Mondays get a really bad rap, at least in the Western world, because it’s the beginning of a new work and/or school week for most people. Monday’s ugly reality often begins on Sunday evening, when a sense of impending loss at an almost-ended weekend whispers the return to responsibility. Mondays really carry no inherent excitement, at least, not that I’ve ever discovered. Until now.
As a pastoral intern, working 50+ hours a week doing pastor stuff, Mondays are now my day off, which means I’ve developed an entirely new appreciation for this misbegotten, ill-treated day of the week. Mondays now equate to 24 precious hours to do exactly as I please, with or without accompaniment. I can unplug, de-tox, de-stress and pursue adventure that feeds my soul. Or I can do laundry. I have choices, but I”m trying really hard not to fill my one day off a week with mundane tasks and errands and must-do’s. It’s difficult, but I’m determined.
Being mindful about how I spend a precious day off has led me to reflect on what it is I enjoy doing with my ‘spare’ time. There is really never any spare time in today’s frenzied existence, so we must carve out time for ourselves. They preached ‘self-care’ to us in seminary, which is hilarious, because graduate students and pastoral interns have very little time for ‘self-care,’ let alone sleep. And pastors have greater responsibility than graduate students or interns. So this once-a-week opportunity to indulge in real self-care holds great allure, great potential and huge expectations. All of which could be immediately dashed to pieces, should a pastoral or family crisis occur…but I proceed onward, list of adventures in hand. Mosaic-making, Tolstoy-reading, film-watching, road trip-taking, here I come.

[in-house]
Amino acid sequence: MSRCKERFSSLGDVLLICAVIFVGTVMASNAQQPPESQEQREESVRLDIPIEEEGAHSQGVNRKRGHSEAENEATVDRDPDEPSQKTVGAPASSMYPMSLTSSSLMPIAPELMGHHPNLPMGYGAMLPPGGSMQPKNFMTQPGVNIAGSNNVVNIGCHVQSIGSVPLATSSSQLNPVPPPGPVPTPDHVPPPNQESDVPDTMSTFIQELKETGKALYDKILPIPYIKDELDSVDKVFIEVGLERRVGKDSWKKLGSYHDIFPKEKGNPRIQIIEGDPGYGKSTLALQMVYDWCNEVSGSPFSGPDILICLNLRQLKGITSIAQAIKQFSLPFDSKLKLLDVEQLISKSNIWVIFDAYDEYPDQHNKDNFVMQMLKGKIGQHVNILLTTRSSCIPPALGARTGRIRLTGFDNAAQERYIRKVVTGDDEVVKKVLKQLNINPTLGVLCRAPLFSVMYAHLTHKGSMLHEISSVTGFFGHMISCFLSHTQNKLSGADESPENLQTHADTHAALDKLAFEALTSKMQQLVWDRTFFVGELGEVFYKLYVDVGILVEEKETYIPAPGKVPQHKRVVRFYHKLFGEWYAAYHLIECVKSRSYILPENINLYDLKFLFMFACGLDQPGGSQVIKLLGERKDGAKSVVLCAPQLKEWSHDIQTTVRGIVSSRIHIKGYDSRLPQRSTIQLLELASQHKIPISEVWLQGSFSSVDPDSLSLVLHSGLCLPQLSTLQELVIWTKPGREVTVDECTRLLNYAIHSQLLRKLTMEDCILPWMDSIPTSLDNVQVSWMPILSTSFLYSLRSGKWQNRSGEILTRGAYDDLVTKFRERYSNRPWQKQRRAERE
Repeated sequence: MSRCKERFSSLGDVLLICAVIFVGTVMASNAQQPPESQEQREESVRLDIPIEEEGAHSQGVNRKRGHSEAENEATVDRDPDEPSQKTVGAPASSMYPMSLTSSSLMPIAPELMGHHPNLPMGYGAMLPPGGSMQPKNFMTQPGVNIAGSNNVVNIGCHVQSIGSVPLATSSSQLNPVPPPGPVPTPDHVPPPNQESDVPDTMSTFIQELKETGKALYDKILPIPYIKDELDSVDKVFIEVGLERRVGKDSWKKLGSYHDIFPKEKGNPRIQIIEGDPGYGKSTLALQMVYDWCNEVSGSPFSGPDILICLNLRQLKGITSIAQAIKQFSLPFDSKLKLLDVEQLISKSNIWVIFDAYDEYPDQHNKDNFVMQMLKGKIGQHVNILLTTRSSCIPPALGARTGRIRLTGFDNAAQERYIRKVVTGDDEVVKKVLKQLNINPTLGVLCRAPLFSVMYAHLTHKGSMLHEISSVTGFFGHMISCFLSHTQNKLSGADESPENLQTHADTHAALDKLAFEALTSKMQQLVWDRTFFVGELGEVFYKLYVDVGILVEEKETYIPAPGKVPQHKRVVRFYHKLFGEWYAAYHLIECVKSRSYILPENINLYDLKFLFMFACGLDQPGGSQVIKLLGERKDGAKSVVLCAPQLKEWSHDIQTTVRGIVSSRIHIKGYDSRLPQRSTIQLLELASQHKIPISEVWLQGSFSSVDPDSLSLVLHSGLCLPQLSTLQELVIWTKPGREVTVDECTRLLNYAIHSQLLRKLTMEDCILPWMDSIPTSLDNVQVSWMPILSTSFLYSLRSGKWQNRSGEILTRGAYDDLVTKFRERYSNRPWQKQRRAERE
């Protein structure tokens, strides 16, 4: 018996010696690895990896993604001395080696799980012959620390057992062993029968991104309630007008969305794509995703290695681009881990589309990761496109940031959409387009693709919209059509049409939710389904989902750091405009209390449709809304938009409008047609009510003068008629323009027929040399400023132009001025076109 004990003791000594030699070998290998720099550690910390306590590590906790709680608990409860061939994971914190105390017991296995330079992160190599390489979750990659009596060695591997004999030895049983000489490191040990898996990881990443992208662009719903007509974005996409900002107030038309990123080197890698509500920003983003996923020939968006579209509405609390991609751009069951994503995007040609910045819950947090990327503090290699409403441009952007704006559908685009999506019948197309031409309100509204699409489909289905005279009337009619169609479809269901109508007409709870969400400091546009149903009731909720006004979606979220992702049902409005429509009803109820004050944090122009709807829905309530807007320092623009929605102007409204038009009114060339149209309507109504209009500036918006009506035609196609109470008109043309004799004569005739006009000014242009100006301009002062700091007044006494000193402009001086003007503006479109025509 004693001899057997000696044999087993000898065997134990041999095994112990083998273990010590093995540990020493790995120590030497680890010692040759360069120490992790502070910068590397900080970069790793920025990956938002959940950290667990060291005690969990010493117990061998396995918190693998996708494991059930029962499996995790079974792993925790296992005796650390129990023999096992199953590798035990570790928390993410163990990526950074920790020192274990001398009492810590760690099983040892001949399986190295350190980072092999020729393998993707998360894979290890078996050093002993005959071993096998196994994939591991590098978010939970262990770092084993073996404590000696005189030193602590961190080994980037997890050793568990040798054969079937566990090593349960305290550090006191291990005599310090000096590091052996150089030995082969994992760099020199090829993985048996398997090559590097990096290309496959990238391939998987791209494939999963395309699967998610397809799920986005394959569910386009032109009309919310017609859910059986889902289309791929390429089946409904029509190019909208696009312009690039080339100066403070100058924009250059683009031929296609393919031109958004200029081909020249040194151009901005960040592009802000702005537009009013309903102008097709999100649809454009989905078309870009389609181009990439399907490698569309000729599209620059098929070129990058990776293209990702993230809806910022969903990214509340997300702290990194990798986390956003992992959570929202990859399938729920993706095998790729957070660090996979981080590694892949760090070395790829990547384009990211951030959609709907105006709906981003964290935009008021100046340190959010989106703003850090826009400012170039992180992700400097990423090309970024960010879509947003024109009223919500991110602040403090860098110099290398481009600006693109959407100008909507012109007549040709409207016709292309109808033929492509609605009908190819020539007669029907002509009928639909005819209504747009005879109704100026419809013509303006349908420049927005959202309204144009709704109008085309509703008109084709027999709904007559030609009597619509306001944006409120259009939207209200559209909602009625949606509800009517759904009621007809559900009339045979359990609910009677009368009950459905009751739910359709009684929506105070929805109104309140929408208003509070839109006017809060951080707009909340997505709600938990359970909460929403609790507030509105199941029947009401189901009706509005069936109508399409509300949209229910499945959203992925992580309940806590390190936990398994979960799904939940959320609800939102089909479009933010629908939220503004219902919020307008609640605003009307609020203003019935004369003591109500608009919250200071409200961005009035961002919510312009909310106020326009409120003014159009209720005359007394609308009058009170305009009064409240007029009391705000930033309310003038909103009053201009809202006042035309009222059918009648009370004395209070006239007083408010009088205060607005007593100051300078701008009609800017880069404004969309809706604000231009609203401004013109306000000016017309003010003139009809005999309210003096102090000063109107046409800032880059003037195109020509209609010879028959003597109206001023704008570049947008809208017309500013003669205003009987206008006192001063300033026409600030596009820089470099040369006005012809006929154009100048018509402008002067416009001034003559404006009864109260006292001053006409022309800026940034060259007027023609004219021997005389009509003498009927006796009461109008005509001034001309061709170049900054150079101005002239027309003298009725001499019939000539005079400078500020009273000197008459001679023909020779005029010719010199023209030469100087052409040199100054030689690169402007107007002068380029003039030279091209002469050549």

So far, I’ve observed that it’s easier to be intentional about relaxing and self-care when you only have 24 hours of time to dedicate to it, versus the usual 48. There’s something about knowing that I only have one full day that forces me to observe it well. The flip side is that I’m pressuring myself to ‘be intentional,’ when some days I may just need to sleep late, be lazy and watch Netflix…that hasn’t happened yet, but I think it’s around the corner, when the top-down weather ends and the flannel PJs get hauled out of the cedar chest.
There’s also a fun aspect to taking Mondays off: the rest of the world is busy, frantic and grumbly, so having a free day on Monday is like skipping school or calling in sick, except that you can hide in broad daylight and stare everybody down in the knowledge that you’re legit. It’s thrilling, this Monday freedom. Release the hounds!